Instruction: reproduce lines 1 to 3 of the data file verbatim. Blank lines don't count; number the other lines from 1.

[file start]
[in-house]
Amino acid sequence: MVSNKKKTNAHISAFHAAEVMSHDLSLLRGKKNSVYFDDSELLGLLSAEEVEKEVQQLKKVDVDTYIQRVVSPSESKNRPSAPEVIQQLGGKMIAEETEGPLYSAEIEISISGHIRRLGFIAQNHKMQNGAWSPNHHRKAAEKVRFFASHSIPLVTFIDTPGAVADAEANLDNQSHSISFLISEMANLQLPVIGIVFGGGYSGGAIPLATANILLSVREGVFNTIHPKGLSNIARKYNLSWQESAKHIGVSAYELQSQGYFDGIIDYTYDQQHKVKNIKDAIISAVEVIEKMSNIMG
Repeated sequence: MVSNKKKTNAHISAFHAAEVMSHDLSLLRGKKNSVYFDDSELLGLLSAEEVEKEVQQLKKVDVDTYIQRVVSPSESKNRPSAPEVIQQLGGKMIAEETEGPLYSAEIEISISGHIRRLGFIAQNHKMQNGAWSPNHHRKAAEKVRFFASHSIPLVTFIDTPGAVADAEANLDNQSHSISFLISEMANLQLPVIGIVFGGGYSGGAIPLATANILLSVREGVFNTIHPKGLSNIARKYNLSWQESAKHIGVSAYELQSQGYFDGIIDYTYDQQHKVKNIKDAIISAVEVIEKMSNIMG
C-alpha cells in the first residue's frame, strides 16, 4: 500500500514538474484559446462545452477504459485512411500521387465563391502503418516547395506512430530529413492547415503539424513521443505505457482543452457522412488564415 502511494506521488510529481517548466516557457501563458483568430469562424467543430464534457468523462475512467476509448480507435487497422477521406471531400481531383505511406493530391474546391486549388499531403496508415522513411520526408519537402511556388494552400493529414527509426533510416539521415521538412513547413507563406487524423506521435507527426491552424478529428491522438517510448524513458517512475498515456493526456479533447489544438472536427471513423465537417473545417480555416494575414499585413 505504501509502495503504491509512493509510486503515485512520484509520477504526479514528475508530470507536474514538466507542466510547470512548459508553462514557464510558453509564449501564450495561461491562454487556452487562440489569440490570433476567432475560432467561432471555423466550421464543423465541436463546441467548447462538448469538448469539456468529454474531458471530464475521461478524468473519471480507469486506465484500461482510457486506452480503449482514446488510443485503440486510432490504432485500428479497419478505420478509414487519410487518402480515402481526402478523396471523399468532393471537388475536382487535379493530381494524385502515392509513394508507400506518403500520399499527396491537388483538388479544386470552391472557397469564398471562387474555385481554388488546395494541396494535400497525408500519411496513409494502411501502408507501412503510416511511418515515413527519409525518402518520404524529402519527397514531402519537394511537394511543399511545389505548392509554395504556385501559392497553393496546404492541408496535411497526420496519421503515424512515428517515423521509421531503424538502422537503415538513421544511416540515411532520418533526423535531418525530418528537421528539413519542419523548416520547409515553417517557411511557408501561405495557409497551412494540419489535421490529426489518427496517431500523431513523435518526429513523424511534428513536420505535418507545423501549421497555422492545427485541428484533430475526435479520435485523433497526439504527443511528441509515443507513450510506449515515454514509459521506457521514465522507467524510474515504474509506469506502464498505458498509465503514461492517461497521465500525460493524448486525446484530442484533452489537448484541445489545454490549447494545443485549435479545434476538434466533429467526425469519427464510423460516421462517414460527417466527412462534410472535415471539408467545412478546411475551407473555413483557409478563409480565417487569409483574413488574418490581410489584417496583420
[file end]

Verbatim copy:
[in-house]
Amino acid sequence: MVSNKKKTNAHISAFHAAEVMSHDLSLLRGKKNSVYFDDSELLGLLSAEEVEKEVQQLKKVDVDTYIQRVVSPSESKNRPSAPEVIQQLGGKMIAEETEGPLYSAEIEISISGHIRRLGFIAQNHKMQNGAWSPNHHRKAAEKVRFFASHSIPLVTFIDTPGAVADAEANLDNQSHSISFLISEMANLQLPVIGIVFGGGYSGGAIPLATANILLSVREGVFNTIHPKGLSNIARKYNLSWQESAKHIGVSAYELQSQGYFDGIIDYTYDQQHKVKNIKDAIISAVEVIEKMSNIMG
Repeated sequence: MVSNKKKTNAHISAFHAAEVMSHDLSLLRGKKNSVYFDDSELLGLLSAEEVEKEVQQLKKVDVDTYIQRVVSPSESKNRPSAPEVIQQLGGKMIAEETEGPLYSAEIEISISGHIRRLGFIAQNHKMQNGAWSPNHHRKAAEKVRFFASHSIPLVTFIDTPGAVADAEANLDNQSHSISFLISEMANLQLPVIGIVFGGGYSGGAIPLATANILLSVREGVFNTIHPKGLSNIARKYNLSWQESAKHIGVSAYELQSQGYFDGIIDYTYDQQHKVKNIKDAIISAVEVIEKMSNIMG